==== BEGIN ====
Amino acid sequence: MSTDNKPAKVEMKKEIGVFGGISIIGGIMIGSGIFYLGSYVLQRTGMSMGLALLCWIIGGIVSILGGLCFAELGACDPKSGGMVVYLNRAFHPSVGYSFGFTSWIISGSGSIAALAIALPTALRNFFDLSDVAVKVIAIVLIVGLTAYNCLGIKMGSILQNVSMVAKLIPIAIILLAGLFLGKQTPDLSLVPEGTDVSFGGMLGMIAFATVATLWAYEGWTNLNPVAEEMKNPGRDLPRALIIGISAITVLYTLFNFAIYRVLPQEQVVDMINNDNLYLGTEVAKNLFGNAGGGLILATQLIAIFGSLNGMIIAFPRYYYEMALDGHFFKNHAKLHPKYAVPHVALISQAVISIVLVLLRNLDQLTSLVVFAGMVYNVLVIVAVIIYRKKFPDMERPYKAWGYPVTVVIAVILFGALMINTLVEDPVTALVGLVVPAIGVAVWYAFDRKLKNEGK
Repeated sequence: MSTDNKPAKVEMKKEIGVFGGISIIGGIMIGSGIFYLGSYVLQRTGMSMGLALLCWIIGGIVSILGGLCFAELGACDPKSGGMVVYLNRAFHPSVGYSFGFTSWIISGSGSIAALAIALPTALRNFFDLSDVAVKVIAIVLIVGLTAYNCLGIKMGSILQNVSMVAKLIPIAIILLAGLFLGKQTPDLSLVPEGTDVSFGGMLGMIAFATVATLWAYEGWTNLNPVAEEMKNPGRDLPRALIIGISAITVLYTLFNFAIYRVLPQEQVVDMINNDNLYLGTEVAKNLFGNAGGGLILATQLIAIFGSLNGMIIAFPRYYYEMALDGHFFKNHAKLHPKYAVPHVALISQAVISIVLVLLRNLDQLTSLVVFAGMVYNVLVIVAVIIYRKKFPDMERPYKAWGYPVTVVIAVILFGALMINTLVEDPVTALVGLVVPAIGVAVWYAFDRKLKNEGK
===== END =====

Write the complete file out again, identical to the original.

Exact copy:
Amino acid sequence: MSTDNKPAKVEMKKEIGVFGGISIIGGIMIGSGIFYLGSYVLQRTGMSMGLALLCWIIGGIVSILGGLCFAELGACDPKSGGMVVYLNRAFHPSVGYSFGFTSWIISGSGSIAALAIALPTALRNFFDLSDVAVKVIAIVLIVGLTAYNCLGIKMGSILQNVSMVAKLIPIAIILLAGLFLGKQTPDLSLVPEGTDVSFGGMLGMIAFATVATLWAYEGWTNLNPVAEEMKNPGRDLPRALIIGISAITVLYTLFNFAIYRVLPQEQVVDMINNDNLYLGTEVAKNLFGNAGGGLILATQLIAIFGSLNGMIIAFPRYYYEMALDGHFFKNHAKLHPKYAVPHVALISQAVISIVLVLLRNLDQLTSLVVFAGMVYNVLVIVAVIIYRKKFPDMERPYKAWGYPVTVVIAVILFGALMINTLVEDPVTALVGLVVPAIGVAVWYAFDRKLKNEGK
Repeated sequence: MSTDNKPAKVEMKKEIGVFGGISIIGGIMIGSGIFYLGSYVLQRTGMSMGLALLCWIIGGIVSILGGLCFAELGACDPKSGGMVVYLNRAFHPSVGYSFGFTSWIISGSGSIAALAIALPTALRNFFDLSDVAVKVIAIVLIVGLTAYNCLGIKMGSILQNVSMVAKLIPIAIILLAGLFLGKQTPDLSLVPEGTDVSFGGMLGMIAFATVATLWAYEGWTNLNPVAEEMKNPGRDLPRALIIGISAITVLYTLFNFAIYRVLPQEQVVDMINNDNLYLGTEVAKNLFGNAGGGLILATQLIAIFGSLNGMIIAFPRYYYEMALDGHFFKNHAKLHPKYAVPHVALISQAVISIVLVLLRNLDQLTSLVVFAGMVYNVLVIVAVIIYRKKFPDMERPYKAWGYPVTVVIAVILFGALMINTLVEDPVTALVGLVVPAIGVAVWYAFDRKLKNEGK